Review – The Art of Metal Gear Solid 2

Some video game franchises span across generations, cement a place in our hearts and hold a nostalgic stature within our memories, a mere mention of a game can fester up Ratatouille type flashbacks leaving you remembering exactly where you were and what you were doing around the time you first played them. For me and many others Metal Gear Solid is one of those video game series, although as of today the series has ended and after a nasty split its innovative creator Hideo Kojima and games company Konami have seemingly moved onto to pastures new with the former currently preparing to share his next title Death Stranding with the world and Konami manufacturing Metal Gear Solid franchise themed pachinko machines and erm Metal Gear Survive.

When Metal Gear Solid came out it was a game changer although its predecessor Metal Gear series made waves during the late 80’s and early 90’s, technology of the playstation allowed much more expansive gameplay as well as graphical capabilities and even though there were stealth games released prior like the popular Tenchu Stealth Assassins, after the release of Metal Gear Solid it became the perennial go to for your stealth action, over the top characters and movie espionage storytelling as well as a myriad other wacky reasons cardboard boxes, unique boss fights, codec convos to name a few.

However I could type for hours discussing how ground breaking I found the game but this is a art book review and I plan on focusing on another key component to the metal gear solid legacy the artist v Yoji Shinkawa who also serves as the games art director more specifcially his first outing at the helm of concept art with the franchise here is a look into The Art of Metal Gear Solid.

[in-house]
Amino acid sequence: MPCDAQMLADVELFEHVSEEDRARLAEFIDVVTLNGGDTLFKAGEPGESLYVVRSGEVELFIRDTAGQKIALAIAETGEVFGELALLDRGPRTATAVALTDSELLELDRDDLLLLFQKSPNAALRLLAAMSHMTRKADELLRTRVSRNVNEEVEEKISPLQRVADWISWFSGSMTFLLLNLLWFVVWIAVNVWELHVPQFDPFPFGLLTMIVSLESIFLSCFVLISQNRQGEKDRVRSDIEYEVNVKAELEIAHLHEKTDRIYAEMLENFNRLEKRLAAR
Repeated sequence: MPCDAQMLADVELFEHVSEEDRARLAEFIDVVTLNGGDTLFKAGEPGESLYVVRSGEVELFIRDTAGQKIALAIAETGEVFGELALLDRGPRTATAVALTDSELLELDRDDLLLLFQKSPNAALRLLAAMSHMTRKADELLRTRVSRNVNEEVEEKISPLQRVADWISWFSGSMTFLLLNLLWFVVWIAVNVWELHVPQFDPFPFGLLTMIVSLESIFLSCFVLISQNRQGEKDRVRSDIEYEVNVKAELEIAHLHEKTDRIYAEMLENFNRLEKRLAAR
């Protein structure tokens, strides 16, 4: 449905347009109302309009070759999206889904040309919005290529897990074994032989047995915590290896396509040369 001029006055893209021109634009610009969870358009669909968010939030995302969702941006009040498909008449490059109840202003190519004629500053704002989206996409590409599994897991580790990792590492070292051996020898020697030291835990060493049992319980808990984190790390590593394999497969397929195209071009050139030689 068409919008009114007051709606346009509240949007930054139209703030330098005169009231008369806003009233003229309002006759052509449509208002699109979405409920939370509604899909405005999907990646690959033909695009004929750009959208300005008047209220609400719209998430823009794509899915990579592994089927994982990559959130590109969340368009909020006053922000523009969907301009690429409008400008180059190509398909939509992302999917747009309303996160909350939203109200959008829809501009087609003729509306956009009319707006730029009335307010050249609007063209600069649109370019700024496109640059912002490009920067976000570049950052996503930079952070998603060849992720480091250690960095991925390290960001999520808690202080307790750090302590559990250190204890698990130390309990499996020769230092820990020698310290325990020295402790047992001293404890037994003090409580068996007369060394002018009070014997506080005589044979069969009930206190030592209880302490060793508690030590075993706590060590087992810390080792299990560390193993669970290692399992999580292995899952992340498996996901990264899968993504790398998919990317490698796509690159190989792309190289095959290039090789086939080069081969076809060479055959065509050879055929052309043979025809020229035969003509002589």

The main potatoes of the book are split up into two sections, the first covers official Illustrations, promotional illustrations and works used for magazines and merchandise whilst part two gives you an in depth insight into the conceptual work used during the games main development covering character and mechanical designs, storyboard plus more this section really packs a lot of artwork here with pieces included from Shinkawa’s sketchbook where his style is loose and fluid as he fleshes out ideas, the majority of the section is black and white whilst the first is pretty much all colour with the pages print with high quality paper and effects.

“What I do isn’t exactly like creating artwork. I think my main job is to create game characters, so what I think is most important is how characters move and react in front of the users. I draw a lot of sketches and I normally select the best ones, or sometimes it happens that I just draw what I like in the first instance. Normally I create characters gradually.”
“There are two patterns. One is that I assume and think about a character’s functionality from the beginning and incorporate that into the design, or sometimes I give feedback to the game designers, and we think about what functions are missing, then I incorporate that into the design.”

Yoji Shinkawa

Shinkawa uses a variety of tools traditional and digital to depict his work the main book illustrations of iconic video game character Solid Snake is produced using charcoal however the prominent tool is a pentel ink brush pen where he has developed a unique distinctive art style that compliments and accentuates many aspects

interesting fact:
gray fox the cyborg ninja was actually designed by Shinkawa but wasn’t intended to be in the game, but Kojimaand the development team loved the design so much it was implemented into the game playing a major role in the story and fan favourite in the series

The book finishes of with a conversation between Shinkawa and Yoshitaka Amano of final fantasy fame as they discuss art, creativity and video games whilst complimenting each other with introspective takes on how they tackle creating art. This book is a rarity its now to of print and very well sort after there have been reproductions of late but although good the magic of the original is lost due a series of factors I will get into later, first and foremost if you are a fan of the series or a fan of Yoji Shinkawa’s art this book is a must have due to it being out of print it is at a inflated by many sellers but can found at reasonable prices everyone again, a shameless plug as it can be found in our store amongst others in the series




Overall excellent insight into the conceptual art of the game, however the soft cover durability marks the book down slightly.



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